Nope, didn’t do it. Same with my sister – found a lump in her breast and waited for 8 months and to let it grow to the size of a walnut to bring it up with her gynecologist. A double mastectomy, chemo, radiation, and reconstruction over the course of 18 months and the cancer was all through the bone in her back. Stage 4. She lasted another 15 months before passing away at age 47.

I honestly don’t know why my systems have responded so well to the exercise and the diet modifications, but I am far more grateful than curious. It seems like every day I speak to others who exercise and eat even less fat/sugar/salt than I do on my best days and most stringent, strict control who still have an A1c well over 7 and are taking medication to control their sugar. Maybe its genetics or some other factor that differentiates us. Or perhaps I am finally just very lucky.

Compared to M, who only sees a physician when he absolutely must, I am almost a hypochondriac. However, I am in my doc’s office just about every week for a B12 shot, so I have opportunities to ask questions if I have any about my own body and overall health. After consulting him about my knee issue and being somewhat reassured by the probable causes and treatments, I am less concerned about it and it has been toughening up and not giving me much grief.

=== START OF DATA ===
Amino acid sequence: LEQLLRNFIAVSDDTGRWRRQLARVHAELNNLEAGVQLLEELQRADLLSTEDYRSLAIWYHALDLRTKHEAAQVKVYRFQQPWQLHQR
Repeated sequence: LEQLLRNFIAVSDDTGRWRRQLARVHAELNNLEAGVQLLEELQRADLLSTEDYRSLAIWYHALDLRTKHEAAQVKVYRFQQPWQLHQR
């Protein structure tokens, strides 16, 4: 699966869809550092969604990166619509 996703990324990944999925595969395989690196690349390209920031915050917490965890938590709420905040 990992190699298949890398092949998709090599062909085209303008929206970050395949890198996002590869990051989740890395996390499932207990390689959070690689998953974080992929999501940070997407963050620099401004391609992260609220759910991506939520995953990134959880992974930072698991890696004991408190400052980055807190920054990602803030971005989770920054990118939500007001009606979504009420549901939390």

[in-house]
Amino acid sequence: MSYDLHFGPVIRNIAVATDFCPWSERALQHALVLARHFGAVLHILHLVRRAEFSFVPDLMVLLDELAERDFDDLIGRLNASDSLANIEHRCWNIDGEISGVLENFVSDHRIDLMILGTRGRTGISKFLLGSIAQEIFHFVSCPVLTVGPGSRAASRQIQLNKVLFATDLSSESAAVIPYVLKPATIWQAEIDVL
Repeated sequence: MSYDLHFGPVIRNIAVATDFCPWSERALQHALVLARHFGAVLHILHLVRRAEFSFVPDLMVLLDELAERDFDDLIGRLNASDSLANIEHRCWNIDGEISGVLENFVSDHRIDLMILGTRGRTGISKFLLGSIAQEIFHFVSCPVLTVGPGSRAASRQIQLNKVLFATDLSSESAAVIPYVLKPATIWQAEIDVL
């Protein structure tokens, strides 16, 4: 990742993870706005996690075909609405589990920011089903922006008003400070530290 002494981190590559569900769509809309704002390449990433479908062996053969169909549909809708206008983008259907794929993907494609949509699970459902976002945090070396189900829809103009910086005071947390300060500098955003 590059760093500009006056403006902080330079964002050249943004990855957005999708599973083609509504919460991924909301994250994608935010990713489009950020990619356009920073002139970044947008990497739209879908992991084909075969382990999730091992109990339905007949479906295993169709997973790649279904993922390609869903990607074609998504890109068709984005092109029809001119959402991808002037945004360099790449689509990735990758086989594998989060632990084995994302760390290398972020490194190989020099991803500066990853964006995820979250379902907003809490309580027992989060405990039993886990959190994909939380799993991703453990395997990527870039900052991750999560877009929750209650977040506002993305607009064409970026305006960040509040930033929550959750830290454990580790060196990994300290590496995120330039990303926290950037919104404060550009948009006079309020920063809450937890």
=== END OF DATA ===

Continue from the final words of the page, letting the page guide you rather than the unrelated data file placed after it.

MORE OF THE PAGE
Today there was another member in the club wearing a walking cast/boot thing on her foot. Other times I have seen another guy wheeling himself into the club to workout. I wonder how I would react in similar circumstances. While I have uber-trainer J who would be all “we can work around that” with cheerful enthusiasm, perhaps I am more comforted than horrified by the thought now.